John Perkins in his book, ‘Confessions of an Economic Hitman’ argues that corporate greed can drive high-powered firms to coerce developing countries into enormous debt. They are using taxes to convince state governments to repeat a debt cycle.

Pakistan is no exception. For the past many years, we have had serious issues affecting our ability to manage resources to indigenously develop our ideas into sustainable ones. Debt, fear and militarisation are mantras fed to the economic hitmen and fed by the economic hitmen to utilise resources in low-developed countries to make the developing world buy into the idea of getting debt financing. They want to incorporate it into fiscal mechanisms that do not allow for growth in a country like ours to take place.

Perkins argues that all human capital in a country should individually follow a passion and take a path to develop our skills from a debt economy into a life economy. The economists, he argues, have power over corporations and are nothing more than perceived realities trying to maximise profits.

Building on this, startups are a new phenomenon which can help economies develop faster. There is no one agreed upon definition of a startup, but it is usually small which is just beginning to develop, and are usually small and initially financed by a handful of founders or one individual. These companies offer a product or service which is not currently being offered elsewhere in the market or are being offered in an inferior manner.

At this point you might be wondering what the similarity between a startup and a corporation or a country might be. The answer is funding and funding opportunities. The investment in a startup is done by investors for a possible return on it. The donors or the economic policymakers want something similar. In order for the country to do well, it must know how to manage its funding opportunities in the right manner.

Like a startup should know how to manage its resources and understand what its minimum viable product is going to be, a country should be able to understand what its sustainable development goals will be viz a viz its long-term strategy.

Most startups face a lot of failures. I would imagine this is similar to what developing economies also face. Failures on a regular basis. However, startups need to come up with innovative ways to manage their failures as they also have to have means to manage their investments to remain viable, therefore developing economies must understand what key resources they must use to manage long term failures also. This can be done by devising ways to understand key exports based on innovative ways to manage resources. Last year, the global economy was valued at USD 2.8 trillion (Global Startup Survey on COVID Impact 2020) and growing over 10 percent per year about three to four times faster than the rest of our economies. With the worlds transition to a digital economy, technology startups and their ecosystems have become more important and the jobs they create more sustainable because they are better adapted to our economic failure. The COVID crisis has accelerated the digitisation of the offline economy making tech companies even more important. In the wake of the last crisis, startups contributed strongly to the economic recovery. By 2011, employment in the computer systems design and related services industry had grown by 2.6 percent per year from pre-recession level while the overall economy’s job creation was negative at -1.2 percent. The 2.6 growth rate is higher than that of large sectors including healthcare.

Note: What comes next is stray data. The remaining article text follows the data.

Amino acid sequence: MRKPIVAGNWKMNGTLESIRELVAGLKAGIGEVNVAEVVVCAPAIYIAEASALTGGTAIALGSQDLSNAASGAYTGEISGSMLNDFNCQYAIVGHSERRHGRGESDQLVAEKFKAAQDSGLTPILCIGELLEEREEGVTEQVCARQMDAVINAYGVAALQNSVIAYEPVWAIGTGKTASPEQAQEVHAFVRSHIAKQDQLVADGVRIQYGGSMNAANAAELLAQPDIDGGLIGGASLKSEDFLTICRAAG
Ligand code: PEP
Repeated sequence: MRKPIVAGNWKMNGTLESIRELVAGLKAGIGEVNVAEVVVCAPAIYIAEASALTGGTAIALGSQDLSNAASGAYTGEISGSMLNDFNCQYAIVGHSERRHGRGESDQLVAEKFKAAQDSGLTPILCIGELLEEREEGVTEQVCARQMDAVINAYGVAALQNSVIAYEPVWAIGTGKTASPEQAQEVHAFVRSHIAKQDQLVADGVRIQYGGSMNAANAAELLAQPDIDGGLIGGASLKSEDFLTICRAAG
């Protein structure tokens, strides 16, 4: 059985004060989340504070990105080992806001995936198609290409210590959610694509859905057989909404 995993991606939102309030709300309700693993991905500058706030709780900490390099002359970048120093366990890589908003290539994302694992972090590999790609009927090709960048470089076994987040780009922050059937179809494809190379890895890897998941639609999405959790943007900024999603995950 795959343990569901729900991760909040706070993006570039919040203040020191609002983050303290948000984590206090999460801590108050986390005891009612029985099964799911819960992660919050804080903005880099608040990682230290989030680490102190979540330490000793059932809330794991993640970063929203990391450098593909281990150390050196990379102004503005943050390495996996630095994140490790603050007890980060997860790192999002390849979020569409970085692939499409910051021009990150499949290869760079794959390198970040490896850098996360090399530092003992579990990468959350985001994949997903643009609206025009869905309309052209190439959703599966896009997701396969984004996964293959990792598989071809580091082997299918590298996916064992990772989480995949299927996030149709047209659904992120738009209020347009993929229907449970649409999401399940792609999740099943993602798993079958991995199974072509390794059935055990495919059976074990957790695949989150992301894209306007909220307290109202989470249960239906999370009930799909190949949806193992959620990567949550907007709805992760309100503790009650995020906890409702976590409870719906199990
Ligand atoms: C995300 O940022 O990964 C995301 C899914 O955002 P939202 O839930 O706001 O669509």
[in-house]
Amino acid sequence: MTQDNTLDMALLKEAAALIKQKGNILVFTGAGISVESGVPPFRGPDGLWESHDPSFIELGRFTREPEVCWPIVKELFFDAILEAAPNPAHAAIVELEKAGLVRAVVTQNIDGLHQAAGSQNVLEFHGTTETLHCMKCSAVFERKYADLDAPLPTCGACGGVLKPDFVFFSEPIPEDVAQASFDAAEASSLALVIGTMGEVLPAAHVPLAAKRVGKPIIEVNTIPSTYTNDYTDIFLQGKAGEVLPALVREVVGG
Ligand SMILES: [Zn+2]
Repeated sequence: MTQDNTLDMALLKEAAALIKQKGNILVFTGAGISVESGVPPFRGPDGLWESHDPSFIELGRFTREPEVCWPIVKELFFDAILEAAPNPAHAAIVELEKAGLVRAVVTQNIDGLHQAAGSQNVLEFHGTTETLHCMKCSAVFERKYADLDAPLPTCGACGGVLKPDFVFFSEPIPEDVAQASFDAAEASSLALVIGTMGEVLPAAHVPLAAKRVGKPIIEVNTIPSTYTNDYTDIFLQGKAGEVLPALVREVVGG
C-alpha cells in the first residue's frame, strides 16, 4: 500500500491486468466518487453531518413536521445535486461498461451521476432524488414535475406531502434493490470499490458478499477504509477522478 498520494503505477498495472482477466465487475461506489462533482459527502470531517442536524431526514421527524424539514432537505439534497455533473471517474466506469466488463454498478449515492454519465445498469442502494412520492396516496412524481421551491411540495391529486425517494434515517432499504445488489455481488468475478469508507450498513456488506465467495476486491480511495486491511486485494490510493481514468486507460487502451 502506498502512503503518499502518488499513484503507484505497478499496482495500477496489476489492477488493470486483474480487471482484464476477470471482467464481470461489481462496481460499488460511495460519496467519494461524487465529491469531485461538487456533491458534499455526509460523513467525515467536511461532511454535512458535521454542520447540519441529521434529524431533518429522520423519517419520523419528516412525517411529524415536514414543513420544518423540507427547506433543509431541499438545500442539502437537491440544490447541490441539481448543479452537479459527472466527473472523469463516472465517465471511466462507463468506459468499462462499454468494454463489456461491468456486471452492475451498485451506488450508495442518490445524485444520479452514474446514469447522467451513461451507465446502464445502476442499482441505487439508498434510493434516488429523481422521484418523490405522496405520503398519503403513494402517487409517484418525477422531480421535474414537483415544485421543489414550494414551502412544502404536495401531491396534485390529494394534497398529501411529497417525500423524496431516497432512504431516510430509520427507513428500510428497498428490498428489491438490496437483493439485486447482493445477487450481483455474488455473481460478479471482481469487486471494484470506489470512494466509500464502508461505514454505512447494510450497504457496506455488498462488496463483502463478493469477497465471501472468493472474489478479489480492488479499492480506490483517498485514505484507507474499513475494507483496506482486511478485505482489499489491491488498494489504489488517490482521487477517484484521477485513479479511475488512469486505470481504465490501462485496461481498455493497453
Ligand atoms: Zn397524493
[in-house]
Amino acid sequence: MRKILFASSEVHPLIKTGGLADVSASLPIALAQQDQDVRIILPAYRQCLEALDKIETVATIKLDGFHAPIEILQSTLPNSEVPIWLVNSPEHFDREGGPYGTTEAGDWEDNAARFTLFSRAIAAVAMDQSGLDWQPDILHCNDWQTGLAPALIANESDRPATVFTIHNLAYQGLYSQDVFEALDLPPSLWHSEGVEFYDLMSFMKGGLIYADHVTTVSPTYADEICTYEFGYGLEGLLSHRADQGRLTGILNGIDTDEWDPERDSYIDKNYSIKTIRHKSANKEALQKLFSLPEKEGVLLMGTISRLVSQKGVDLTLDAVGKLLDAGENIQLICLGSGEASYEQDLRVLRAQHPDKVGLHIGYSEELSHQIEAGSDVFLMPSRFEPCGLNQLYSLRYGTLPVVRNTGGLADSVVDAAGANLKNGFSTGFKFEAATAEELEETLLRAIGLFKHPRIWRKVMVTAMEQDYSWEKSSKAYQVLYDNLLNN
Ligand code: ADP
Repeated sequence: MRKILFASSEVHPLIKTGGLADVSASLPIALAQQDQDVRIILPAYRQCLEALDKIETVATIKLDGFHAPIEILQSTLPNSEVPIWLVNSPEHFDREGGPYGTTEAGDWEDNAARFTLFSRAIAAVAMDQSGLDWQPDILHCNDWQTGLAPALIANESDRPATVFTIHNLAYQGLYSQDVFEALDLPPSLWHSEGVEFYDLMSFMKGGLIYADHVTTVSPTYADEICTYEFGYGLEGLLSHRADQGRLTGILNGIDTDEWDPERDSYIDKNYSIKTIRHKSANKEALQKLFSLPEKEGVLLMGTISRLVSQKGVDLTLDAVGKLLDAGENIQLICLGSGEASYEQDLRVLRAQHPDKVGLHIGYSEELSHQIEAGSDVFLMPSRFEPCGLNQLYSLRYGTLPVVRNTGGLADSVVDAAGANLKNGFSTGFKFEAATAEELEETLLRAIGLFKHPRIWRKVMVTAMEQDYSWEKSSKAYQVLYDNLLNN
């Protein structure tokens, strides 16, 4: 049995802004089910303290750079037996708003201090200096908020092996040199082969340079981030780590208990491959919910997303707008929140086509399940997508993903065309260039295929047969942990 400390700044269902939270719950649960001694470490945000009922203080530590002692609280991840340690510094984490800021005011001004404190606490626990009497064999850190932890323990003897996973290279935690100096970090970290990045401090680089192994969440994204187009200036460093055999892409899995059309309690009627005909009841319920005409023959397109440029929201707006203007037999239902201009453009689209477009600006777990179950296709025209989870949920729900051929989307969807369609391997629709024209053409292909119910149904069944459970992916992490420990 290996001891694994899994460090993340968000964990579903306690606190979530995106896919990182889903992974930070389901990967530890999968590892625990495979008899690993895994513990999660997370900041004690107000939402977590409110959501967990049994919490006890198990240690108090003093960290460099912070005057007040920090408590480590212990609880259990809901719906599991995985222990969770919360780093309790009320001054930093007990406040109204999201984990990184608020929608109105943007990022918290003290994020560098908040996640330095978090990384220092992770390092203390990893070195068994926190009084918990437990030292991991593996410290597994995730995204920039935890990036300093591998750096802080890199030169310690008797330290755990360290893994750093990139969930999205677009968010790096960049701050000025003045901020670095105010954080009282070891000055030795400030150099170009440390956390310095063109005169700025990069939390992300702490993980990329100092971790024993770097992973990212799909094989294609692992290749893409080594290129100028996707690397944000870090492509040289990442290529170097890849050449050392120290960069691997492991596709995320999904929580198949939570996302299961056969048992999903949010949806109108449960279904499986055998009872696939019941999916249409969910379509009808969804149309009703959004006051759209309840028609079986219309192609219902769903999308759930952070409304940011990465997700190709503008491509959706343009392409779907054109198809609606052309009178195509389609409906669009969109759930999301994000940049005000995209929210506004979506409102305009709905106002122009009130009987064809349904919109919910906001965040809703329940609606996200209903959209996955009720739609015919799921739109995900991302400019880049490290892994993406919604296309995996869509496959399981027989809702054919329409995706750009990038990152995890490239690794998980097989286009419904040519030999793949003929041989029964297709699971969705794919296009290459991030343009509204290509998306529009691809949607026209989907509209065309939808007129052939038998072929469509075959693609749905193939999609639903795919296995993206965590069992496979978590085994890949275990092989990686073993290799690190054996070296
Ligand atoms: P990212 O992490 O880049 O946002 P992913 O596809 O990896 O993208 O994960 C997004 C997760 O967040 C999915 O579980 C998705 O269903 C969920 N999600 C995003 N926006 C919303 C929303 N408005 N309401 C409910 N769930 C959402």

The first goal for policymakers should be to increase capital in the hands of angels and series A funds by about 100 percent. The second goal should be to save 80 percent to 90 percent of existing VC backed startups and especially those at Series A and B.

Historically, a lot of money has gone into traditional businesses with a focus on Small and Medium Enterprises – an action needed to reduce the depth of the recession we are entering by preserving the economic fabric supporting both demand and supply sides.

Pakistan should have and will benefit if its ecosystem of tech companies becomes a significant contributor to online platforms and develops a digital mindset among its youth.

Tech employees are a highly productive talent pool. Layoffs not only cut the productivity of these employees in the short term it might encourage them to work for the tech giants in places like Silicon Valley, New York and London. Currently companies like Facebook, LinkedIn and Dropbox are all based in the Bay Area. The Silicon Valley ecosystem is not about to let its most promising startups die. We need to follow a model which works for a developing country. Recently, grocery delivery applications started to emerge as a result of the COVID-19 lockdown which preempted users to start online buying. This was an opportunity for local companies like 24/7 delivery and Cart2Door to become prominent sellers and deliver from one part of the country to another. This also connected local farmers to online buyers and offered a real solution to an agri-based economy.

Knowing that the value and importance of saving startups for our economies is higher and the cost much lower than for SMEs, then the appropriate government goal for its startup ecosystems would be to save all or almost all the startups. Like many did for SMEs.

Some of the VC-backed startups should be solving indigenous problems and allow for entrepreneurial activity to increase during recession, when many very talented and experienced staff are laid off and suddenly have the time and incentive to start working on their great idea.

Mahvesh Mahmud

The writer is a Shell-Chevening-DFID-Noon Foundation Scholar to the University of Cambridge, UK. She is an Assistant Professor at the Lahore School of Economics.